Jack Forsythe of Currituck, N.C., who served in executive roles with NASA and FEMA/Homeland Security, was selected as the county’s next public safety director.
“Mr. Forsythe is well qualified, has a tremendous range of experiences and brings to the position a perspective that will help us continue to provide top level public safety services countywide,” said county manager David Hankerson, who recommended that commissioners hire him.
The board also approved Jackie McMorris of Canton, chief of staff of the Fulton County District Attorney’s Office, as the county’s new public services director.
“Ms. McMorris worked in a similar position in a highly respected county, she has demonstrated a commitment to learning and applying her knowledge in a variety of areas,” Hankerson said. “I think she will be a great asset to Cobb County.”
The board’s approval gives Hankerson authority to negotiate a starting salary for each position, which will be nailed down in the next week or so, county spokesman Robert Quigley said.
Forsythe said he looked forward to getting started by meeting the fire and police departments’ personnel, Emergency 911 and Communications Bureau personnel and the Animal Control staff. He said his first 100 days will consist of gathering information by meeting with county staff and residents to open the lines of communication and elicit information to further evaluate the current state of the public safety agency.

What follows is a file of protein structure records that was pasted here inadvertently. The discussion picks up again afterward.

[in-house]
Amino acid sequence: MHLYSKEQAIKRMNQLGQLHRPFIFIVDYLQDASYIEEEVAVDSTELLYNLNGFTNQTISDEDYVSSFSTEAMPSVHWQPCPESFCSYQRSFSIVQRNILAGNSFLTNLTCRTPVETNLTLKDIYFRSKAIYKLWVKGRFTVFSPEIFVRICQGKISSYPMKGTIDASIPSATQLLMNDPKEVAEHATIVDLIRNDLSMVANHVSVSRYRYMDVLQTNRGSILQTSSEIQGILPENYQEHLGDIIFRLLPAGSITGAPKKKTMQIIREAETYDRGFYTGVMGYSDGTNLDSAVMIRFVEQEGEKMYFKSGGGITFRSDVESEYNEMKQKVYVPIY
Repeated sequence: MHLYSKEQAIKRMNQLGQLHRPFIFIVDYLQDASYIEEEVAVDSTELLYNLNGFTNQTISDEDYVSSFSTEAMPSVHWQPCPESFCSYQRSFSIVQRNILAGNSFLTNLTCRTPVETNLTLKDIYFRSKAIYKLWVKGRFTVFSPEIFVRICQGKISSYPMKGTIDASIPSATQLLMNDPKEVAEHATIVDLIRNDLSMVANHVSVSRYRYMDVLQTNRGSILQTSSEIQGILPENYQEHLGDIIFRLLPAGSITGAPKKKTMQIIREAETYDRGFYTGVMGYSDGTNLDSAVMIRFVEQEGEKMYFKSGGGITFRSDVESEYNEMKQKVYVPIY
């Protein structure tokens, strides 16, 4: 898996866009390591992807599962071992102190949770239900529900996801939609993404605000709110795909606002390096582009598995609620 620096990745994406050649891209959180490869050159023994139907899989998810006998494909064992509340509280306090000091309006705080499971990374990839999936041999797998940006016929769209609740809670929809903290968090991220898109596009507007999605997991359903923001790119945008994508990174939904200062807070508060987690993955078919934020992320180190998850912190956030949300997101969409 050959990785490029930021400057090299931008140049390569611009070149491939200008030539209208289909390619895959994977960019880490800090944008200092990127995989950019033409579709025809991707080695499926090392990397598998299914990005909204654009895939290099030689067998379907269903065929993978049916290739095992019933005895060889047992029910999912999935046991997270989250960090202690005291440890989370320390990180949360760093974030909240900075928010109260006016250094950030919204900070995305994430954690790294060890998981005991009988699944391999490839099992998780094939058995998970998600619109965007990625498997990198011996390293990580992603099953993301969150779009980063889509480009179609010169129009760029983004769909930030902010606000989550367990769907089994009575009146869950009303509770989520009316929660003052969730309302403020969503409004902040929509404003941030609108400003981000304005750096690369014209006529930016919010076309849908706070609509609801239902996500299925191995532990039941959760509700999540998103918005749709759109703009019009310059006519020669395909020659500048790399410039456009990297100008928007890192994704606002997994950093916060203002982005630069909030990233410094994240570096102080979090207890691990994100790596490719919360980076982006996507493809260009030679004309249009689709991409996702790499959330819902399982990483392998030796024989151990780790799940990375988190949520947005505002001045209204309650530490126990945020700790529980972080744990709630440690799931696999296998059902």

“I will be extremely open to explore recommendations from groups and/or task forces for improvement of our public safety efforts for the citizens of the county,” he said.
Forsythe said he would be taking a close look at the current staffing of all organizations, operations, and organizational structures to ensure the organizational structure maximizes the mission of the public safety agency.
“The most important focus will be on how can we provide the safest communities for the citizens of Cobb County; the most secure work organizations for our employees, and the most updated and forward-thinking technological advancements for our public safety organizations,” he said. “Keeping in the tradition of the excellence in Cobb County management, I will look at our administrative and procedural polices for efficiencies, reducing any duplication, and looking for opportunities for smart consolidations for improvements of expenses and efficiencies.”
Forsythe said over his 30 years in public safety in state, local, and federal governments, and private consulting organizations, he has never been more excited about an opportunity as he is to lead the public safety efforts for Cobb.
“On a personal note, I am truly honored and humbled with this opportunity, an opportunity that culminates my 30-plus years of public safety experience and leadership with one of the top county’s in the country and in a position that I would exemplify as the pinnacle of my career,” he said.